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First Posted: 12/23/2014
911 call leads police to suspected meth lab in Nanticoke
• Police say a woman calling 911 to report she’d overdosed on drugs Saturday led officers to a suspected meth lab in her Apollo Circle apartment.
Cheryl Lee Kemper, 31, of Nanticoke, told Luzerne County 911 Saturday afternoon she had taken too much “meth,” had a chemical burn on her arm, could see a blood clot moving in her arm and her 13-year-old son was experiencing shortness of breath, according to a criminal complaint.
Responding officers immediately noticed an odor of chemicals upon entering the residence, police say, and so removed both Kemper and her son from the apartment.
Police say the odor, which could be smelled from a “considerable distance,” was characteristic of the process of manufacturing methamphetamine, causing irritation of the eyes, skin and throat. In Kemper’s bedroom, the complaint says, police located two funnels with white residue, a measuring cup with residue, hypodermic needle caps, filter material and a 2-liter bottle containing white solids and other moist materials.
What The Fork to open restaurant in Wilkes-Barre
• Mario Bevilacqua, owner and chef of the What The Fork food truck, confirmed he is in the process of meeting with architects to design the interior of his first What The Fork restaurant in Downtown Wilkes-Barre.
The distinctive green What The Fork truck has been seen throughout the Wilkes-Barre area and now will have a permanent spot at 41 South Main St., Midtown Village, Wilkes-Barre. Bevilacqua said the new venue will open the end of February.
Bevilacqua said his goal always was to open a brick-and-mortar restaurant. He anticipates the new downtown eatery will have about 25 seats and will offer delivery to the downtown area.
2 local women must pay more than $40,000 in restitution for welfare fraud
• Two women from Luzerne County must repay more than a combined $40,000 after their recent convictions for welfare fraud.
Suzanne M. Cosenza, 37, of Plymouth, received more than $30,500 in Subsidized Day Care benefits, according to a news release from the state Office of Inspector General.
Cosenza pleaded guilty to felony welfare fraud, was sentenced by Luzerne County Judge David W. Lupas to two years probation and was ordered to pay full restitution, court costs and fees. She was disqualified from receiving SDC benefits for a period of six months.
Leslie J. Perla, 40, of Hazleton, received more than $10,859 in cash assistance and Supplemental Nutrition Assistance Program benefits, the OIG said.
Perla pleaded guilty to felony welfare fraud, was sentenced by Judge Fred Pierantoni III to four years probation and 30 hours of community service and was ordered to pay full restitution, court costs and fees. She was disqualified from receiving cash assistance benefits for a period of six months and SNAP benefits for a period of 12 months.
Car-less chef wins new set of wheels from United Way of Wyoming Valley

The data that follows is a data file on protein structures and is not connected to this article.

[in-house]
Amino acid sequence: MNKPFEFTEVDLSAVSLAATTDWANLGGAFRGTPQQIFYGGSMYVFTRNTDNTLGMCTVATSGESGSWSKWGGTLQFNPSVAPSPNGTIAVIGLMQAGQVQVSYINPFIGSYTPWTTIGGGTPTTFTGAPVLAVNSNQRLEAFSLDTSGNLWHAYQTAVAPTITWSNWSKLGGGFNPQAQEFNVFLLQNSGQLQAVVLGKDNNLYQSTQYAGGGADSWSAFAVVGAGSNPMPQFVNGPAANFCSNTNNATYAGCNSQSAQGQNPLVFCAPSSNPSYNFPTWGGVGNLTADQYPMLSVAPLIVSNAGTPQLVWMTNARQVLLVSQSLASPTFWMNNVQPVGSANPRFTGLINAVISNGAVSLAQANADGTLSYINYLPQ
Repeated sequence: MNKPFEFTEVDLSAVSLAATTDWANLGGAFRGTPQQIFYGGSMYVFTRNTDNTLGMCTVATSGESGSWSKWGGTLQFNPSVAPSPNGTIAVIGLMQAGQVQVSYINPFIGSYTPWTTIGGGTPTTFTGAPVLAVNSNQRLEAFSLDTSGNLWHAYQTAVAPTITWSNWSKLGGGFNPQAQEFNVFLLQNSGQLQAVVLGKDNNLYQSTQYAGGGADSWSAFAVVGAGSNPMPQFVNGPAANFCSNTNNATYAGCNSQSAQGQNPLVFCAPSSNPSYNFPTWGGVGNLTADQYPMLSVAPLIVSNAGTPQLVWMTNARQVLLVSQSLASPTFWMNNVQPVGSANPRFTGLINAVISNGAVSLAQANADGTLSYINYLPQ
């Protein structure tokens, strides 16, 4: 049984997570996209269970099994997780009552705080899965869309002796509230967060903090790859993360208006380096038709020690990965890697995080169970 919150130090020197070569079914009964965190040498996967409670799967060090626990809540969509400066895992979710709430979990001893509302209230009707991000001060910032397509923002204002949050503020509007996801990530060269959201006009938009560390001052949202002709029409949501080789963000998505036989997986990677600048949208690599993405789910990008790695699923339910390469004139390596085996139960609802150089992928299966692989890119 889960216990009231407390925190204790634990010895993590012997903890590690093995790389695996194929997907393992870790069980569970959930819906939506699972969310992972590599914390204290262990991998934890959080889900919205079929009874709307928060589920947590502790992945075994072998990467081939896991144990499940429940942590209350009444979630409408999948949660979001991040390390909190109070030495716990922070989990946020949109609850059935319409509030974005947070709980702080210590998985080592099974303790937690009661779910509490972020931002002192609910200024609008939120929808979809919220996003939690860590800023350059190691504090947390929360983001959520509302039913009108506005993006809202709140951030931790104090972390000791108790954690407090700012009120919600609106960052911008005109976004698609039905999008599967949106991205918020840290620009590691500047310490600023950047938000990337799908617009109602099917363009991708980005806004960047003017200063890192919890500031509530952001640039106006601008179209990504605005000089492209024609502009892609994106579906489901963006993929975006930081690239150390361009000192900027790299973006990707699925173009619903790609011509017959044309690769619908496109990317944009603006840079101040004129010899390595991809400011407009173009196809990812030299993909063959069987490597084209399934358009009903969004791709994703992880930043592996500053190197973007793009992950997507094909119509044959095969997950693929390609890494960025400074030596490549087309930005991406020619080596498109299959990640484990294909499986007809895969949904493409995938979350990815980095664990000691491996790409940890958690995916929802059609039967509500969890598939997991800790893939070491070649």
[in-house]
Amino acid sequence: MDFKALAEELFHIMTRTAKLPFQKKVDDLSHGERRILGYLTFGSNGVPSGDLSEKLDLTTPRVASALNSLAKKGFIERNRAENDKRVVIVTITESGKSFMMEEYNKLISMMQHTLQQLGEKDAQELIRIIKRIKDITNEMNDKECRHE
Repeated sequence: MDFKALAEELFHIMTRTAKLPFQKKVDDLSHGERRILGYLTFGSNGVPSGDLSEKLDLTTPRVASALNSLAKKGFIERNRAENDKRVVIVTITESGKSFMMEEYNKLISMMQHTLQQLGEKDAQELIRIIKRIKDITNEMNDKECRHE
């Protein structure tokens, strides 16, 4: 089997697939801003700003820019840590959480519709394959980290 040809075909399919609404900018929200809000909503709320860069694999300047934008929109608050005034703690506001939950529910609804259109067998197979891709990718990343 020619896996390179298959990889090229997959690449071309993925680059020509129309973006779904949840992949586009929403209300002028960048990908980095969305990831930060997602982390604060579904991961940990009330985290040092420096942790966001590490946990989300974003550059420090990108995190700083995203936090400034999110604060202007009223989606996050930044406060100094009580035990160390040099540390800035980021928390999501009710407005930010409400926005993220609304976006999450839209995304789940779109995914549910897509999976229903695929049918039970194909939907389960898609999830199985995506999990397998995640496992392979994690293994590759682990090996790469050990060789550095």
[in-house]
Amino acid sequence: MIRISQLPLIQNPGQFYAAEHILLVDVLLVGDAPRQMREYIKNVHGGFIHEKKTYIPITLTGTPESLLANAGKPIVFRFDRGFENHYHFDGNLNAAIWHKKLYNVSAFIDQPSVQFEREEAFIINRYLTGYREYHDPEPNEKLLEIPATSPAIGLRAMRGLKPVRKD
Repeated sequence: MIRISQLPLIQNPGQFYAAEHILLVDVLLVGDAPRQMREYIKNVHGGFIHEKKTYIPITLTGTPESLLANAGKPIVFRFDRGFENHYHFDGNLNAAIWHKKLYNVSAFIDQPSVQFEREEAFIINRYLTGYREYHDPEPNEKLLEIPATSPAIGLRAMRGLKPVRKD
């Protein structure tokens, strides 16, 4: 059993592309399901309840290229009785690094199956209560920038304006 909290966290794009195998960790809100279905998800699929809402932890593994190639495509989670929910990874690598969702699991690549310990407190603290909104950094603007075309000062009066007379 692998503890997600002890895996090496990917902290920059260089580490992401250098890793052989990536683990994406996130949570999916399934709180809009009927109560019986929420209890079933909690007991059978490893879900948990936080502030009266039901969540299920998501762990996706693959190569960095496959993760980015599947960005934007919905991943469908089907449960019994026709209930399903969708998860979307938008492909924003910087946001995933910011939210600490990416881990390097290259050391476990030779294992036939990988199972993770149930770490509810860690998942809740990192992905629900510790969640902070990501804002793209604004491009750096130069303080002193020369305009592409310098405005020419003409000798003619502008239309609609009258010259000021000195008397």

• “Wow,” John Konze said Monday outside Mohegan Sun Casino at Pocono Downs after he was named the winner of a 2015 Chrysler 200S from the United Way of the Wyoming Valley’s Community Campaign.
Konze, a chef with the casino, was one of nearly 30 employees waiting outside of the valet entrance at noon Monday for the announcement on who the winner was of a two-year lease on the 2015 Chrysler.
After hearing his name, Konze looked a bit dazed. Sitting in the gray Chrysler, Konze said he was “overwhelmed.”
“I am full of nerves,” he said.
Konze said he currently does not have a car and has been hitching a ride to work with friends and co-workers.
“This will really help me out a lot,” he said.
Harvard survey finds Pennsylvania among most corrupt states
• A new survey measuring corruption in the country puts Pennsylvania at the bad end of the spectrum.
According to the study, which was conducted by the Edmond J. Safra Center for Ethics at Harvard University, the Commonwealth is ranked among the most corrupt states.
Arizona ranks as the most corrupt, followed by California, Kentucky, Alabama, Illinois and New Jersey. Pennsylvania is in the next group, ranking under Georgia and New Mexico.
“Given our local experience here recently, I wasn’t terribly surprised,” said Joseph Curran, executive director of the Ethics Institute of Northeastern Pennsylvania at Misericordia University.
Hungry customers fill new Wilkes-Barre Popeyes
• Bob Brodbeck, Dennis Desbrow and Paul Farrell waited at least a half hour for their order at the new Popeyes restaurant late Sunday afternoon.
That wasn’t unusual, given the line of customers 50 deep that wound through the building and the more than 30 cars lined up halfway around the restaurant, along a driveway behind the adjacent Walgreens and out to Coal Street.
“It’s impossible in there,” Brodbeck, 90, said as he and Desbrow, 55, waited at the car for Farrell, 53, who still was inside waiting for their order. “They’ll never seat them all.”
The three East End Towers residents were among the nearly 1,000 customers who swarmed the popular Southern-style Popeyes Louisiana Kitchen restaurant along Wilkes-Barre Township Boulevard in just its first afternoon of business.